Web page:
NASA Astronaut and Two Russian Cosmonauts Arrive Safely at International Space Station

Soyuz MS-18 Rocket Expedition 65

The Soyuz MS-18 rocket is launched with Expedition 65 NASA astronaut Mark Vande Hei, Roscosmos cosmonauts Pyotr Dubrov and Oleg Novitskiy, Friday, April 9, 2021, at the Baikonur Cosmodrome in Kazakhstan. Credit: NASA/Bill Ingalls

NASA astronaut Mark Vande Hei and two Russian cosmonauts arrived at the International Space Station Friday, bringing its number of residents to 10 for the coming week.

The Soyuz MS-18 spacecraft carrying Vande Hei and cosmonauts Oleg Novitskiy and Pyotr Dubrov of the Russian space agency Roscosmos docked to the station’s Rassvet module at 7:05 a.m. EDT. Docking occurred two orbits and about three hours after a 3:42 a.m. launch from the Baikonur Cosmodrome in Kazakhstan.

Vande Hei, Novitskiy, and Dubrov will join the Expedition 64 crew when hatches open about 9 a.m. Expedition 65, with NASA astronaut Shannon Walker as commander, will begin Friday, April 16, upon the departure of NASA’s Kate Rubins, Roscosmos’ Sergey Kud-Sverchkov, and departing station commander Sergey Ryzhikov. The trio will land in Kazakhstan following a six-month stay aboard the orbiting laboratory.

The change of command ceremony with all crew members is scheduled for 3:45 p.m. Thursday, April 15, and will air live on NASA Television, the NASA app, and the agency’s website.

This marks the second spaceflight for Vande Hei, the third for Novitskiy, and the first for Dubrov. During a six-month stay aboard the orbiting laboratory, the trio will work on science and research in technology development, Earth science, biology, human research, and more.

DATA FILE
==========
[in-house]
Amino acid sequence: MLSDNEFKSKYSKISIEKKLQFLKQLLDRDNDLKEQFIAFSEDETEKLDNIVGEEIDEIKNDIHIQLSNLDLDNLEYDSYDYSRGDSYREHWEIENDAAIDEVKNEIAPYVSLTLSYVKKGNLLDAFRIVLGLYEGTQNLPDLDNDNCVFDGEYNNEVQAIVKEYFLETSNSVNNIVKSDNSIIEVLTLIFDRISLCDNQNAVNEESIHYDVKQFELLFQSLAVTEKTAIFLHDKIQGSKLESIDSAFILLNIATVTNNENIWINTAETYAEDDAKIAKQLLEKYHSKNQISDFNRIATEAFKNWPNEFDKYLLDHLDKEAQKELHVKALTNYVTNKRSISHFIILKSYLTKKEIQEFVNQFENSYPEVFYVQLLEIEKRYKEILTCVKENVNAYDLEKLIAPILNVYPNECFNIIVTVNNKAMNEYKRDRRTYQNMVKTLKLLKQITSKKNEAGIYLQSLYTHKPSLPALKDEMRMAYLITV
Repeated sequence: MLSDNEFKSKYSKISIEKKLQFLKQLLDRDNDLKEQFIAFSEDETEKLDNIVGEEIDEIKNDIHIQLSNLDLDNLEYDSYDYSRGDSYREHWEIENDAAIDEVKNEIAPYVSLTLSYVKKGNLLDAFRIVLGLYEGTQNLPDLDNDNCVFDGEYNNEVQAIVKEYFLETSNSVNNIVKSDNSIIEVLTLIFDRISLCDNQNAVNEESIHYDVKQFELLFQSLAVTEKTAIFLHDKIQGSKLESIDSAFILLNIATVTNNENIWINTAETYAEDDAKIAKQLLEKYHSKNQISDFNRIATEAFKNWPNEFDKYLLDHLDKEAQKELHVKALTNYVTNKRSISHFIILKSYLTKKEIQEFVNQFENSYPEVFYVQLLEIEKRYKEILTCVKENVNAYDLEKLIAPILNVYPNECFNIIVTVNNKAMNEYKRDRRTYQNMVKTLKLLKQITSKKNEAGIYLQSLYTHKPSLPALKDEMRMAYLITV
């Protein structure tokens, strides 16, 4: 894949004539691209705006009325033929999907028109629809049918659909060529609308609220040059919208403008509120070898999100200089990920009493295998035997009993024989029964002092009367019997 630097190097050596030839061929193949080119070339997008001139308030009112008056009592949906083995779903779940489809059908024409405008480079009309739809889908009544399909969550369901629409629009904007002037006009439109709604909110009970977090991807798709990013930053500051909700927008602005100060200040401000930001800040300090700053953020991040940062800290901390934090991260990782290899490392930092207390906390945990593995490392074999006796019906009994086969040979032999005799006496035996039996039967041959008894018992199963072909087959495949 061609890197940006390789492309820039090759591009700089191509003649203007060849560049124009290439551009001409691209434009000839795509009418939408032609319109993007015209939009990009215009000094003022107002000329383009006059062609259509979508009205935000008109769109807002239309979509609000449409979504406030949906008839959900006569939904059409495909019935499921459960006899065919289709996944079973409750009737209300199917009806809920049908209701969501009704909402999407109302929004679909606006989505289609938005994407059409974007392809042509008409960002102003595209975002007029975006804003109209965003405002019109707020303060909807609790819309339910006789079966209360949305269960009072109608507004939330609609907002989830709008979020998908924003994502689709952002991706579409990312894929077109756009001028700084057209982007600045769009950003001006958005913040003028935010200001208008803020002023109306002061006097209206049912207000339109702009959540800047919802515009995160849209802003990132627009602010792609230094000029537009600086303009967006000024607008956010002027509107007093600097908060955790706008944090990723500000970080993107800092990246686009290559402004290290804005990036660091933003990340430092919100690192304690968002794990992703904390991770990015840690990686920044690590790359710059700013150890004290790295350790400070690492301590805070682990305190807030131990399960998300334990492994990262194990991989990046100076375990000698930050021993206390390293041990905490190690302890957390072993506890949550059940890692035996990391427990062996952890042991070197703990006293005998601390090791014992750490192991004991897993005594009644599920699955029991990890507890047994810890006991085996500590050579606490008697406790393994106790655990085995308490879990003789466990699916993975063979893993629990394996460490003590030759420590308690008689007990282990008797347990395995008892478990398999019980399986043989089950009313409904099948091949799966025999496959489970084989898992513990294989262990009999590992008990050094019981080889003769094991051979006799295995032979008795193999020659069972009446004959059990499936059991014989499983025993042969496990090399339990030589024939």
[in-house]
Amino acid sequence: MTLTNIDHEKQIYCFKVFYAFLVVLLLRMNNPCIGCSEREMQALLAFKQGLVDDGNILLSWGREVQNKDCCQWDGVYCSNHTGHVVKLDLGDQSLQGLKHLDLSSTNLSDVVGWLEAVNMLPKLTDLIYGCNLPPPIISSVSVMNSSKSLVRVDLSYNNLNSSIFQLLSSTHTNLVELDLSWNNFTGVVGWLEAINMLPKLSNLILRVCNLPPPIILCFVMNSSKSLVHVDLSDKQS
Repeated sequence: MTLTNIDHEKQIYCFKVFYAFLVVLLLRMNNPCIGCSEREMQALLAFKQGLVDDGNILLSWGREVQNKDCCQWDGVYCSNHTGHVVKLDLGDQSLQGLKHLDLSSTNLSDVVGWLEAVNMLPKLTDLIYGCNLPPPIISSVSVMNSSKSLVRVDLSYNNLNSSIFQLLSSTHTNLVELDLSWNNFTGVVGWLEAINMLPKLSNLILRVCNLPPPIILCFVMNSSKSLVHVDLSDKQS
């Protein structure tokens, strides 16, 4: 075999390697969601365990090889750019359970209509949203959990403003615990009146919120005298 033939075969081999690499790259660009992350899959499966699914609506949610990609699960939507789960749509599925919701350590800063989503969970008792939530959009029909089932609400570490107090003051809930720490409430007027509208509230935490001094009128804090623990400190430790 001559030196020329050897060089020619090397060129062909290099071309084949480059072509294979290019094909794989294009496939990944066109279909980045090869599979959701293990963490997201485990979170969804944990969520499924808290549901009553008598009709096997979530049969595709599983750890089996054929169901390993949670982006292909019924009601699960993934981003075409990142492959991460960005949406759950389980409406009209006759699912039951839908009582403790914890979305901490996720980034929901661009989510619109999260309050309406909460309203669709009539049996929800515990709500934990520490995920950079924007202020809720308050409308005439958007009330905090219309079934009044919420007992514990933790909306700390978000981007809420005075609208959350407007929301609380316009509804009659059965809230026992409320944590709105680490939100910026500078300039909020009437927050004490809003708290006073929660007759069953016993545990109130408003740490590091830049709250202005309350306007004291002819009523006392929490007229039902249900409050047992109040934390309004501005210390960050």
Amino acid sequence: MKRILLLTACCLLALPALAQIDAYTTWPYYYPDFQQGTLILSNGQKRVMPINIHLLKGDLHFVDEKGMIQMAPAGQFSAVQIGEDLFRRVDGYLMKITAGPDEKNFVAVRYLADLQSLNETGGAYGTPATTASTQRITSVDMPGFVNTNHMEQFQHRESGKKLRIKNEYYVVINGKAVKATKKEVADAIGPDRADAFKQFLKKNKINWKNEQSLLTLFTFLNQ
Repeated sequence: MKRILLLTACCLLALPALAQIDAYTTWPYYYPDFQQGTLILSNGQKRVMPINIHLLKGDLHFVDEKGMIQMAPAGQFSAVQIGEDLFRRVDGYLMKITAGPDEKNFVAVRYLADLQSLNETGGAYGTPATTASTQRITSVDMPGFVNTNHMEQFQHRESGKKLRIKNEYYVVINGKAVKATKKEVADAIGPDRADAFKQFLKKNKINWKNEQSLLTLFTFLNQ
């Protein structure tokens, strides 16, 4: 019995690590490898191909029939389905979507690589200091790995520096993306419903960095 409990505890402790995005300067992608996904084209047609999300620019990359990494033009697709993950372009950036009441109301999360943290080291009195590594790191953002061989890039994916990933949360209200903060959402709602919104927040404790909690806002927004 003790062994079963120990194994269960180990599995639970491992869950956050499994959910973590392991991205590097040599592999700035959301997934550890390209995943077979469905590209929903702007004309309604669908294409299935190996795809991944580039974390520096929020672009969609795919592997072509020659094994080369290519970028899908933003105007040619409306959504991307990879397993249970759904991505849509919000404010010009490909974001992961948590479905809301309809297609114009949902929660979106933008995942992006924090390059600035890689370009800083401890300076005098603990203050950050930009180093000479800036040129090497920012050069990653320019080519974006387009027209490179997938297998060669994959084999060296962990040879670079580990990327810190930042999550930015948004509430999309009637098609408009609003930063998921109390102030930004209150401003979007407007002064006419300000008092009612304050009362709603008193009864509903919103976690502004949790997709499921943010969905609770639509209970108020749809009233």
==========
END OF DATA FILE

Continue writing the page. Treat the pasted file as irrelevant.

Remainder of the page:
During Expedition 65, the arrival of Crew-2 aboard the SpaceX Crew Dragon will bring four more members to the International Space Station. Crew-2 is currently scheduled for launch on Earth Day, Thursday, April 22. Crew-1, the first long-duration commercial crew mission, will return to Earth on April 28.

In November 2020, the International Space Station surpassed its 20-year milestone of continuous human presence, providing opportunities for unique technological demonstrations and research that help prepare for long-duration missions to the Moon and Mars while also improving life on Earth. To date, 243 people from 19 countries have visited the orbiting laboratory that has hosted nearly 3,000 research investigations from researchers in 108 countries and areas.

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